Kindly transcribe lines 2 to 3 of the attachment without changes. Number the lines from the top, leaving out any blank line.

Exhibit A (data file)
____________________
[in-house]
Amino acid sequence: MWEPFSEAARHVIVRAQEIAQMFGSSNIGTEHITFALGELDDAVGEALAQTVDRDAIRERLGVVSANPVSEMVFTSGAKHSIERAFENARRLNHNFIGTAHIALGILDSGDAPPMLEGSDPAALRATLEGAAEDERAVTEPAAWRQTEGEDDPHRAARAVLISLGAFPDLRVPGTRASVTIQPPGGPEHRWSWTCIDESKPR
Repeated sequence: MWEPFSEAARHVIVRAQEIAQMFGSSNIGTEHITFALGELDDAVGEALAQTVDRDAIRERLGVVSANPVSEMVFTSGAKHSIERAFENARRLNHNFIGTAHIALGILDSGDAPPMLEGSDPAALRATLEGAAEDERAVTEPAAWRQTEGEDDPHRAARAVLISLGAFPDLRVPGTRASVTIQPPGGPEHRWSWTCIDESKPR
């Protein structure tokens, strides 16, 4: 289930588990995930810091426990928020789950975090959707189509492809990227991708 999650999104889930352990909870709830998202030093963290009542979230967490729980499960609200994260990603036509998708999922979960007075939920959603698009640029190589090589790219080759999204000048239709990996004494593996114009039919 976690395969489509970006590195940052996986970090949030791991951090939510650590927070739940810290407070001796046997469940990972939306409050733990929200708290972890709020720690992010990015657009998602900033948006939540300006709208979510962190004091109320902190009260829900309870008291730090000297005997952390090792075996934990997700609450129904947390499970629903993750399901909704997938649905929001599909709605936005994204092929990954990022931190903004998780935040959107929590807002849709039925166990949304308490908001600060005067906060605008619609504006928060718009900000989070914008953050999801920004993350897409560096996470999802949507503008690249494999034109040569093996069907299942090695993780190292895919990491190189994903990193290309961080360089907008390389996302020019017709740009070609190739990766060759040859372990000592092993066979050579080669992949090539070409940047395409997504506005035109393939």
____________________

Amino acid sequence: MWEPFSEAARHVIVRAQEIAQMFGSSNIGTEHITFALGELDDAVGEALAQTVDRDAIRERLGVVSANPVSEMVFTSGAKHSIERAFENARRLNHNFIGTAHIALGILDSGDAPPMLEGSDPAALRATLEGAAEDERAVTEPAAWRQTEGEDDPHRAARAVLISLGAFPDLRVPGTRASVTIQPPGGPEHRWSWTCIDESKPR
Repeated sequence: MWEPFSEAARHVIVRAQEIAQMFGSSNIGTEHITFALGELDDAVGEALAQTVDRDAIRERLGVVSANPVSEMVFTSGAKHSIERAFENARRLNHNFIGTAHIALGILDSGDAPPMLEGSDPAALRATLEGAAEDERAVTEPAAWRQTEGEDDPHRAARAVLISLGAFPDLRVPGTRASVTIQPPGGPEHRWSWTCIDESKPR